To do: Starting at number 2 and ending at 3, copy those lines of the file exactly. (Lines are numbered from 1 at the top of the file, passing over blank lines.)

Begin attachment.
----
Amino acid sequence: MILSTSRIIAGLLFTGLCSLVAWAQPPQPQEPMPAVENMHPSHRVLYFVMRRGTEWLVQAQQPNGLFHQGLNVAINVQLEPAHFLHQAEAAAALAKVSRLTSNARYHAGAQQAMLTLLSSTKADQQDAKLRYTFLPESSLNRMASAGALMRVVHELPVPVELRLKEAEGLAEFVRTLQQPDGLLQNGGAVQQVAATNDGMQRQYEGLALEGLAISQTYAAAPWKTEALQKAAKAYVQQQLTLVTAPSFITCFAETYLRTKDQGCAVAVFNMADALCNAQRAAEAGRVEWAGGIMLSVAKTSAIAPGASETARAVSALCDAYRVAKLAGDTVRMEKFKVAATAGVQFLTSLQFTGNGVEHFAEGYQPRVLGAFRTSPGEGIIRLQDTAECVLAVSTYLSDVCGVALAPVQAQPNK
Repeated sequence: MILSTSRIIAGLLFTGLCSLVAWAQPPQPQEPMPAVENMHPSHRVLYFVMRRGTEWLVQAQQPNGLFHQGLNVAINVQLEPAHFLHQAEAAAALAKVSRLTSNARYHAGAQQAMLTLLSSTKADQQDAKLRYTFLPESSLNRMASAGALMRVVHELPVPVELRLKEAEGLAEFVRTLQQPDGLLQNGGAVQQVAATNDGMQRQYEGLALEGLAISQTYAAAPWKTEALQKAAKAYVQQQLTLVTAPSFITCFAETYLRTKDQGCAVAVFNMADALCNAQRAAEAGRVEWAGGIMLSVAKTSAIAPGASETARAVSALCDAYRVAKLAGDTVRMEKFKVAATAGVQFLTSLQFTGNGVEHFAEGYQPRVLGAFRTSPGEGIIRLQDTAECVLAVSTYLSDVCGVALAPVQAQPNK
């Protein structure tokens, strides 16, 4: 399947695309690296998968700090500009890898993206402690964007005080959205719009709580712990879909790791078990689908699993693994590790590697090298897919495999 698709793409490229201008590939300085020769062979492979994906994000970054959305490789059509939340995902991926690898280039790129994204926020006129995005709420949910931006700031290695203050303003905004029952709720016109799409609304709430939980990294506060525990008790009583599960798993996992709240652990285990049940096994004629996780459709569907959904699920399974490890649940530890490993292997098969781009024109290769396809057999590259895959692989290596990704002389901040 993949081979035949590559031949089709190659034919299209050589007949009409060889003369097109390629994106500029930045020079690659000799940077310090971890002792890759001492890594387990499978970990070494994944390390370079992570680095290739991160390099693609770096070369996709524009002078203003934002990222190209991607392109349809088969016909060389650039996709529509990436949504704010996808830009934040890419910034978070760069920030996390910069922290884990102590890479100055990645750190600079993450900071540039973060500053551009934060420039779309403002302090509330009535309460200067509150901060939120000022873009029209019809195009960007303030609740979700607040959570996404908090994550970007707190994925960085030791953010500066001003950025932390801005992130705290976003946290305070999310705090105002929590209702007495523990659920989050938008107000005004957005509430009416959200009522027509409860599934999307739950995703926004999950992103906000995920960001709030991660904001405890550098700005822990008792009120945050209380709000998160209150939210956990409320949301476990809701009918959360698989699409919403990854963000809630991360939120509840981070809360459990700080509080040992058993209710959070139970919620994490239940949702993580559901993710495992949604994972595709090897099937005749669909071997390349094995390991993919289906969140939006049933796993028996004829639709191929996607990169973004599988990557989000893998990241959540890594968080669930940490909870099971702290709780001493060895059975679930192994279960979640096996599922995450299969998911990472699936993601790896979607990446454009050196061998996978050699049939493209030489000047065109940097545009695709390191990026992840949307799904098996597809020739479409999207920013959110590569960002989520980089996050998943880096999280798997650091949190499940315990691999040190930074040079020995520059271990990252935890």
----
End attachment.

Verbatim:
Repeated sequence: MILSTSRIIAGLLFTGLCSLVAWAQPPQPQEPMPAVENMHPSHRVLYFVMRRGTEWLVQAQQPNGLFHQGLNVAINVQLEPAHFLHQAEAAAALAKVSRLTSNARYHAGAQQAMLTLLSSTKADQQDAKLRYTFLPESSLNRMASAGALMRVVHELPVPVELRLKEAEGLAEFVRTLQQPDGLLQNGGAVQQVAATNDGMQRQYEGLALEGLAISQTYAAAPWKTEALQKAAKAYVQQQLTLVTAPSFITCFAETYLRTKDQGCAVAVFNMADALCNAQRAAEAGRVEWAGGIMLSVAKTSAIAPGASETARAVSALCDAYRVAKLAGDTVRMEKFKVAATAGVQFLTSLQFTGNGVEHFAEGYQPRVLGAFRTSPGEGIIRLQDTAECVLAVSTYLSDVCGVALAPVQAQPNK
């Protein structure tokens, strides 16, 4: 399947695309690296998968700090500009890898993206402690964007005080959205719009709580712990879909790791078990689908699993693994590790590697090298897919495999 698709793409490229201008590939300085020769062979492979994906994000970054959305490789059509939340995902991926690898280039790129994204926020006129995005709420949910931006700031290695203050303003905004029952709720016109799409609304709430939980990294506060525990008790009583599960798993996992709240652990285990049940096994004629996780459709569907959904699920399974490890649940530890490993292997098969781009024109290769396809057999590259895959692989290596990704002389901040 993949081979035949590559031949089709190659034919299209050589007949009409060889003369097109390629994106500029930045020079690659000799940077310090971890002792890759001492890594387990499978970990070494994944390390370079992570680095290739991160390099693609770096070369996709524009002078203003934002990222190209991607392109349809088969016909060389650039996709529509990436949504704010996808830009934040890419910034978070760069920030996390910069922290884990102590890479100055990645750190600079993450900071540039973060500053551009934060420039779309403002302090509330009535309460200067509150901060939120000022873009029209019809195009960007303030609740979700607040959570996404908090994550970007707190994925960085030791953010500066001003950025932390801005992130705290976003946290305070999310705090105002929590209702007495523990659920989050938008107000005004957005509430009416959200009522027509409860599934999307739950995703926004999950992103906000995920960001709030991660904001405890550098700005822990008792009120945050209380709000998160209150939210956990409320949301476990809701009918959360698989699409919403990854963000809630991360939120509840981070809360459990700080509080040992058993209710959070139970919620994490239940949702993580559901993710495992949604994972595709090897099937005749669909071997390349094995390991993919289906969140939006049933796993028996004829639709191929996607990169973004599988990557989000893998990241959540890594968080669930940490909870099971702290709780001493060895059975679930192994279960979640096996599922995450299969998911990472699936993601790896979607990446454009050196061998996978050699049939493209030489000047065109940097545009695709390191990026992840949307799904098996597809020739479409999207920013959110590569960002989520980089996050998943880096999280798997650091949190499940315990691999040190930074040079020995520059271990990252935890």